A stiffening or reinforcement fillet overlays a portion of, and is bonded to, the inner surface of at least one of the triangular end panel, first and second foldback panels and first and second wing panels forming the extensible pouring spout.
The fillet comprises (a) a strip of reinforcing material resistant to deleterious effects of the conventional carton sealing process, i.e., it will not melt, flow or otherwise degrade at the temperature and pressure of the sealing process, (b) a first layer of high strength adhesive attached to one side of the strip, and (c) an adhesive web including a controlled release adhesive delaminably attached to the opposite surface of the strip of resistant material and adapted to seal to the panels (x) or (xx) opposite the panels overlain by the fillet, when the container is erected, closed and sealed.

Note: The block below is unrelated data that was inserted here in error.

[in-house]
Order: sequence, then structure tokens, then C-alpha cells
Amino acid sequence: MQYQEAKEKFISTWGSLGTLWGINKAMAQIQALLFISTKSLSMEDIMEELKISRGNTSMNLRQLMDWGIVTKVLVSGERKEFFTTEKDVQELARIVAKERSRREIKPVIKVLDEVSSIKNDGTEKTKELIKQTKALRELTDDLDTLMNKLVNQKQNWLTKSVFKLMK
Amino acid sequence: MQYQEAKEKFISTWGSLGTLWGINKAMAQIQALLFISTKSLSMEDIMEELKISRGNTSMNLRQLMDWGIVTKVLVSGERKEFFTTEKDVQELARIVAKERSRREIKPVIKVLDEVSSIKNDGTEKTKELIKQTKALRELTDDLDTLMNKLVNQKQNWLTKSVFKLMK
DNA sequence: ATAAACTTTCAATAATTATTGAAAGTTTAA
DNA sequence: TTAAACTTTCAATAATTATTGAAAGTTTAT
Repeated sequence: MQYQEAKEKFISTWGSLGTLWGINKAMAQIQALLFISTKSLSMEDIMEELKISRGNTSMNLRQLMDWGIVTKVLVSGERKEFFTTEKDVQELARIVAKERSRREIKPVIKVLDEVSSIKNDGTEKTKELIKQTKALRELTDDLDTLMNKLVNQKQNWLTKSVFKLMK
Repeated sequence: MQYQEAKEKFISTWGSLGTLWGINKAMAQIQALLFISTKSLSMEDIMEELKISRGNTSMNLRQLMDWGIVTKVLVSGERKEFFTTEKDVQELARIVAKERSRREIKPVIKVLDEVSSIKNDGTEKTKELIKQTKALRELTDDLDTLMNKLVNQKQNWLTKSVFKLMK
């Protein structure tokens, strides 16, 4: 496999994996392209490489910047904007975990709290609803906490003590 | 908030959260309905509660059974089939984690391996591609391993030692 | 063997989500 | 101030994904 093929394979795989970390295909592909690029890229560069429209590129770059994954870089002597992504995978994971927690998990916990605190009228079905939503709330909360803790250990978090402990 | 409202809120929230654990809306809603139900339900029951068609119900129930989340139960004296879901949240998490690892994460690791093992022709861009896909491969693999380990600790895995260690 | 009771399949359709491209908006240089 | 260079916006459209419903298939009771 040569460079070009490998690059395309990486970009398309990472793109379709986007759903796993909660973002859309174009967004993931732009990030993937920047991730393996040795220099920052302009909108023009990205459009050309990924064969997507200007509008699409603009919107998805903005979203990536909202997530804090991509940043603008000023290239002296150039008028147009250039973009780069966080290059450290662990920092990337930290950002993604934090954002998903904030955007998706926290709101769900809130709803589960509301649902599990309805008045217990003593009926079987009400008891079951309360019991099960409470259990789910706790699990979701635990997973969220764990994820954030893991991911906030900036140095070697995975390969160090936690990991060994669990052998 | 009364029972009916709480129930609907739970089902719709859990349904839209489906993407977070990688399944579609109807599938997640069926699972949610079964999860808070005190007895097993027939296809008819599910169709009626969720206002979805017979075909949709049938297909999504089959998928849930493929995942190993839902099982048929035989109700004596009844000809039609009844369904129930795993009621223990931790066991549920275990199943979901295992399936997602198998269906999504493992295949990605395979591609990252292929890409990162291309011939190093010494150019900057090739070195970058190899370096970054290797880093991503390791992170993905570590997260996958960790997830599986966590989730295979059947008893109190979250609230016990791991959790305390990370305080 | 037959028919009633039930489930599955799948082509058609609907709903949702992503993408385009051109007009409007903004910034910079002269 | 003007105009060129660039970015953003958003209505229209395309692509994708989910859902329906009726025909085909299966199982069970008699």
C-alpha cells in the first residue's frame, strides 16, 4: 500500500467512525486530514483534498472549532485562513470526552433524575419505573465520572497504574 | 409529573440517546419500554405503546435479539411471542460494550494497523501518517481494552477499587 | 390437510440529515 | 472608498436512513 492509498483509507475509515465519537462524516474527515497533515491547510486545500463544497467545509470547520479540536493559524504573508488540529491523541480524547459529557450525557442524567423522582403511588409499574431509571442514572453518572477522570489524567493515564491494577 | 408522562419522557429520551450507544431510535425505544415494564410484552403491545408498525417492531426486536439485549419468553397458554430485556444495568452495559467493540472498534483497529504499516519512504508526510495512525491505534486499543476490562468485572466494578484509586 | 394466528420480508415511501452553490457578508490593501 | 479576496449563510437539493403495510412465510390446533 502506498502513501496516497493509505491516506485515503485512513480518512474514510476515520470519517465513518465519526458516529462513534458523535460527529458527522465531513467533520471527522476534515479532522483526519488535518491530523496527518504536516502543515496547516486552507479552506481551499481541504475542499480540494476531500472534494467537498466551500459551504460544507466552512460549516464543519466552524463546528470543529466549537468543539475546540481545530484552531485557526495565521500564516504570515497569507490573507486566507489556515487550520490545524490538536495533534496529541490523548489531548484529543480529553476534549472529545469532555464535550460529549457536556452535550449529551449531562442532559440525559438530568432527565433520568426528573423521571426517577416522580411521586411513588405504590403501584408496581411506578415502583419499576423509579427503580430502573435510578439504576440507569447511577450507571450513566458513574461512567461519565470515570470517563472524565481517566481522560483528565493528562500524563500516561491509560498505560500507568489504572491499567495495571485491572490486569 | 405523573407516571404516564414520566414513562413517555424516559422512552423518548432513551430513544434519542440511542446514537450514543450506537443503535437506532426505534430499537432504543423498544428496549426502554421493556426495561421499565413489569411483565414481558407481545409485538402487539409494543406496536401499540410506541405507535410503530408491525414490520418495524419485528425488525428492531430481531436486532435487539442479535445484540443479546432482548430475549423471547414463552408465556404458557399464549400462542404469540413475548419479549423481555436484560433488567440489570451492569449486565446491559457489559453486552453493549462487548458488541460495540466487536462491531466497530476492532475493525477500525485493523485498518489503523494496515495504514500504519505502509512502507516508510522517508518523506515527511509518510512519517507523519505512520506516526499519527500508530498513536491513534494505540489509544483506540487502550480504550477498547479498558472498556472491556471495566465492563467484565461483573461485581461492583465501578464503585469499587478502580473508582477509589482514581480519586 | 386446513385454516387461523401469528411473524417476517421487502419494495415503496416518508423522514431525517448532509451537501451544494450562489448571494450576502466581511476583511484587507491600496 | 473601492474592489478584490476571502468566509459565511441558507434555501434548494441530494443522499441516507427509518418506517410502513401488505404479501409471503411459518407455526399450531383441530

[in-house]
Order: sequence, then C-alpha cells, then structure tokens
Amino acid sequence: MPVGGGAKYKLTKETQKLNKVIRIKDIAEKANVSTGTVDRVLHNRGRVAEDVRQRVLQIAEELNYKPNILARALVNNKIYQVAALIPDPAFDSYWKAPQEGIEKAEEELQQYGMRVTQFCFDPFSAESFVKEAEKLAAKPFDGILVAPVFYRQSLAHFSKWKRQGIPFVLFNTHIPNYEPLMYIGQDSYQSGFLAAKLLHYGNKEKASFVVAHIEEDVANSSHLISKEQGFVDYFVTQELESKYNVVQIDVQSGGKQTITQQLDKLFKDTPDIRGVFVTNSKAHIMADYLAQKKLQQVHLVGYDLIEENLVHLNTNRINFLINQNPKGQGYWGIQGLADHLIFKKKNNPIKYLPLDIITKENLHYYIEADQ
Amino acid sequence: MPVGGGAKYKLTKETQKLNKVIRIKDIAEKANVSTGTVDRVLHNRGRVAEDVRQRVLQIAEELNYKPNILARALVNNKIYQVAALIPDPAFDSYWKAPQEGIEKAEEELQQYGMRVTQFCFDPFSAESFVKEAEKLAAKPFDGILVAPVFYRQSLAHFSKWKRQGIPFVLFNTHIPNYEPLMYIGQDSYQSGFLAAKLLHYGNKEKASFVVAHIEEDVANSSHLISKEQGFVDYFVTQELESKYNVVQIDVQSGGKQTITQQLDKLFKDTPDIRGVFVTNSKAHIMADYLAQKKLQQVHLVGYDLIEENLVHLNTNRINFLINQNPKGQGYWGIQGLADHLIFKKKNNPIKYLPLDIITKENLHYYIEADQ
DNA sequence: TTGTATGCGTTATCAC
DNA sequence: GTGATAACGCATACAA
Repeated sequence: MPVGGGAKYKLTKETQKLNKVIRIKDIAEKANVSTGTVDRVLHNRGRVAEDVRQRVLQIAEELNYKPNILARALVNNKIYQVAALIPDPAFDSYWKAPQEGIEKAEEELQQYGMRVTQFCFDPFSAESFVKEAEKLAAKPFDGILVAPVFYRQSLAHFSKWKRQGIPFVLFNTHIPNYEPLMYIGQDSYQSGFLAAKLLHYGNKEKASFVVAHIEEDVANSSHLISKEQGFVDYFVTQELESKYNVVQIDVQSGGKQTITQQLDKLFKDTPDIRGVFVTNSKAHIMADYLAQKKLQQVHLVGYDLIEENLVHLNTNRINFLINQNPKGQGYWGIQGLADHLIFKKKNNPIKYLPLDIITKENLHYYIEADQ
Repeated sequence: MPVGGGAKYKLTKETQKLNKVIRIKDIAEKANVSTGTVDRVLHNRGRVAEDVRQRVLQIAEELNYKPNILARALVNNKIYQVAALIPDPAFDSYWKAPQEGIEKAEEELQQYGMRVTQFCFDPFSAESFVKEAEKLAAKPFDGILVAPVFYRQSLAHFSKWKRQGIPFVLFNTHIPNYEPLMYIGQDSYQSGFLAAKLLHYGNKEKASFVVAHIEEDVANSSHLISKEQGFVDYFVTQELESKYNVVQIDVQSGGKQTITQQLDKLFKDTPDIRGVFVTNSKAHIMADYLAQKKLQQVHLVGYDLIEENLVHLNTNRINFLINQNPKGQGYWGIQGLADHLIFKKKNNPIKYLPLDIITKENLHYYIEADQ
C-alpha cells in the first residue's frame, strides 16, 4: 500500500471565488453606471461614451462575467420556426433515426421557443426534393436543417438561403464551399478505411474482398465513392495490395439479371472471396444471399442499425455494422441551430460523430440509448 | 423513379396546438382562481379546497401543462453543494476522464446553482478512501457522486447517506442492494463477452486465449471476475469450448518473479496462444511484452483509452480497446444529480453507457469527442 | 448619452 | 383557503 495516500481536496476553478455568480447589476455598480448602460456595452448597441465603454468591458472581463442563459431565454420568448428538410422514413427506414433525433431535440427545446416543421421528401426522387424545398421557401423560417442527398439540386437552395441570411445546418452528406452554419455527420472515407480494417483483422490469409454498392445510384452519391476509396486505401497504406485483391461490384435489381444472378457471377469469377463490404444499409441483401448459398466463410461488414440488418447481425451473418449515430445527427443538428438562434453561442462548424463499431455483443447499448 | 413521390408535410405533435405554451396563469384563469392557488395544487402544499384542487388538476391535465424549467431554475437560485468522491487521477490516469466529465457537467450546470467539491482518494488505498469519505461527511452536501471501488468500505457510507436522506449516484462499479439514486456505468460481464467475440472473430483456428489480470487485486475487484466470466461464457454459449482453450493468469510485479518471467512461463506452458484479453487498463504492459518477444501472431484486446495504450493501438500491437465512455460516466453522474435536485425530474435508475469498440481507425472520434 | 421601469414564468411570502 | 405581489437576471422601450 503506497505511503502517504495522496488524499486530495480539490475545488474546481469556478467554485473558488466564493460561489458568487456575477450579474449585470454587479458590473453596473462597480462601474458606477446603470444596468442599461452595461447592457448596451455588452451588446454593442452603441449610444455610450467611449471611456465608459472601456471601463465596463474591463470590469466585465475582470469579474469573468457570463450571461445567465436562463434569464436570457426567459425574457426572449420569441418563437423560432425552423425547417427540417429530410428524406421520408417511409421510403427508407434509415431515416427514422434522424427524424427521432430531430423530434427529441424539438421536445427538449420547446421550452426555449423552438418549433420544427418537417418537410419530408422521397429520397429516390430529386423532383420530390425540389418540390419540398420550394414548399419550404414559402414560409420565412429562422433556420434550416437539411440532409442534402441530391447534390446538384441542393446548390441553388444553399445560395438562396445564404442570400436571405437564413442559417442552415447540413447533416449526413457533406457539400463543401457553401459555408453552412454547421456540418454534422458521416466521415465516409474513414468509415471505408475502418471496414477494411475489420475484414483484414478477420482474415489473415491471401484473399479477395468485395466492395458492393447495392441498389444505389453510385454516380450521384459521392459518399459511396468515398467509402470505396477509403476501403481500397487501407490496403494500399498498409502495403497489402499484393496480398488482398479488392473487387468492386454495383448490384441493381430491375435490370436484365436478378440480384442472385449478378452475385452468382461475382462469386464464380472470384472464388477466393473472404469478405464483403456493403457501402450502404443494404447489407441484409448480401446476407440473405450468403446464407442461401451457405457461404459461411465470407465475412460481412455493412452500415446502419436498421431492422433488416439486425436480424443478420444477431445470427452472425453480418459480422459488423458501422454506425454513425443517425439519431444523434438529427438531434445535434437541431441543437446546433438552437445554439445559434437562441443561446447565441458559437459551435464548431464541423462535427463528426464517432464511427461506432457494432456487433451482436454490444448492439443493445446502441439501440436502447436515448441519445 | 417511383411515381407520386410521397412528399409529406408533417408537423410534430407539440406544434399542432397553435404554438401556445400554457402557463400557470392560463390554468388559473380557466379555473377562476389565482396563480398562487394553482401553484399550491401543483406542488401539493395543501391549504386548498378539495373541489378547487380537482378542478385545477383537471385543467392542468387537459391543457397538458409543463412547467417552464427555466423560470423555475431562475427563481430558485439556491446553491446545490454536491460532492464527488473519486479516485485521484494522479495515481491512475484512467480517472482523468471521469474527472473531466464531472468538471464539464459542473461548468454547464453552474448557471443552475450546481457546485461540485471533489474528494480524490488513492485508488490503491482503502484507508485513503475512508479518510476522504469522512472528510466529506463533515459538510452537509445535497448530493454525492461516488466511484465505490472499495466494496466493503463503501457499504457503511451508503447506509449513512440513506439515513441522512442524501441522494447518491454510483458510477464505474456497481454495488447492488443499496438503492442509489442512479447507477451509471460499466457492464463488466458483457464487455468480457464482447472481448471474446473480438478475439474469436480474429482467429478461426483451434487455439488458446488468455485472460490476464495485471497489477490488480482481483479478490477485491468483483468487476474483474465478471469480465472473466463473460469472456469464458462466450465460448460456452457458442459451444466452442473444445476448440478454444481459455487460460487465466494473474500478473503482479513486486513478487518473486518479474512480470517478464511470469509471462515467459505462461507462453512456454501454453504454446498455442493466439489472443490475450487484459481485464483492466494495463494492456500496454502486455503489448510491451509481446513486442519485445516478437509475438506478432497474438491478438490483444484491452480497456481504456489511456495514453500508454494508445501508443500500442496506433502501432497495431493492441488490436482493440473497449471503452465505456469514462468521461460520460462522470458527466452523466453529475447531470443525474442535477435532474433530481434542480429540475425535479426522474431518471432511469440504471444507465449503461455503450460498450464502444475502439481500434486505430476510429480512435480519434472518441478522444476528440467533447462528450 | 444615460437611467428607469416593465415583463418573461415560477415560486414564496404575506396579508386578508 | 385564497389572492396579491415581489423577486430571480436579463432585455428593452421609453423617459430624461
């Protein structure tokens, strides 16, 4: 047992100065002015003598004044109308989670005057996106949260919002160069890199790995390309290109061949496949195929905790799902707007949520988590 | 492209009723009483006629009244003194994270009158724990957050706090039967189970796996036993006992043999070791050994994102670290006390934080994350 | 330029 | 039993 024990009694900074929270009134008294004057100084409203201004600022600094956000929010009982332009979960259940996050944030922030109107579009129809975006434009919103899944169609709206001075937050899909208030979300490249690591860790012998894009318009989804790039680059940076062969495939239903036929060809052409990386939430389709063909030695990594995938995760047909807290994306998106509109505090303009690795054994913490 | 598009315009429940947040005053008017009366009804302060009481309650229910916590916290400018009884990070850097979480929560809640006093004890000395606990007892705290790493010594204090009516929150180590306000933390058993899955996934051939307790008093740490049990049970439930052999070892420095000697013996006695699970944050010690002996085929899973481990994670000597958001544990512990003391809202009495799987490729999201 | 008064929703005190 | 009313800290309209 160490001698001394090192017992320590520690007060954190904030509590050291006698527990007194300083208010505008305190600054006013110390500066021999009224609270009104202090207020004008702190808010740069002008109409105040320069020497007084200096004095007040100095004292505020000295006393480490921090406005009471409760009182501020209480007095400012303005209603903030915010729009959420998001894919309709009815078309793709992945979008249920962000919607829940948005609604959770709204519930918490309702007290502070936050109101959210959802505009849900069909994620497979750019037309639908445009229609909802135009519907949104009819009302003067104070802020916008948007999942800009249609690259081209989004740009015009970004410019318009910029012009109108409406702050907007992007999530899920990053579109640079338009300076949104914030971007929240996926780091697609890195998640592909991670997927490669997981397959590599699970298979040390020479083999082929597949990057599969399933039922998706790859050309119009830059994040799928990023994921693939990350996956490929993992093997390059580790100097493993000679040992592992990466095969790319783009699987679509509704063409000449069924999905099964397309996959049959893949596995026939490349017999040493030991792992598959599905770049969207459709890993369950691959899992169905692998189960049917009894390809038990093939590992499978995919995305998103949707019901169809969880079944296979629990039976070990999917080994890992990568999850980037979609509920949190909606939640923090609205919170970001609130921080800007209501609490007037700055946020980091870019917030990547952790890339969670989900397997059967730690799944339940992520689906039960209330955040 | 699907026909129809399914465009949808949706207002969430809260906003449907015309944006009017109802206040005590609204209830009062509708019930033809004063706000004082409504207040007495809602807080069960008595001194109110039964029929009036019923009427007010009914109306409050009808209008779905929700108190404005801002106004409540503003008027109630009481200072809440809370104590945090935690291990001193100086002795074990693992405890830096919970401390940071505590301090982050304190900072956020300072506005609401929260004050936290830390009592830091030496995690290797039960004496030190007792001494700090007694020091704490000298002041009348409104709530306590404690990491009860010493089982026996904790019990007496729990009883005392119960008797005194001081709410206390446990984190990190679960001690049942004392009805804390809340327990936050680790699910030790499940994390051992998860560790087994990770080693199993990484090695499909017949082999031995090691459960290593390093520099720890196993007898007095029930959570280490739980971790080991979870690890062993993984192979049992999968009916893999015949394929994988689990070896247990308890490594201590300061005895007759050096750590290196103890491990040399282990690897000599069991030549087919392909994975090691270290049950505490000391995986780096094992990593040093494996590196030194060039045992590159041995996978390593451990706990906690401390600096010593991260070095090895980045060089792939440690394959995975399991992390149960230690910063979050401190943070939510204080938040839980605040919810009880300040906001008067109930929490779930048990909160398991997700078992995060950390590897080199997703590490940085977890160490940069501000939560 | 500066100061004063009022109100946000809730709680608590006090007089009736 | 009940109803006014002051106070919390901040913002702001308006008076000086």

The first layer of high strength adhesive adheres to the inner surface of one of the sets of panels, strongly bonding one side of the strip to the panels, to which it remains bonded during opening of the container.
The reinforcing strip and high strength first adhesive layer of the fillet extend along a major portion of the opening force transmission line of the closed and sealed container. The strip and adhesive stiffen the panel member to which they are bonded, so that the resistance of the panel member to bending or buckling increases, and the opening forces required to open the spout are transmitted to the spout tip.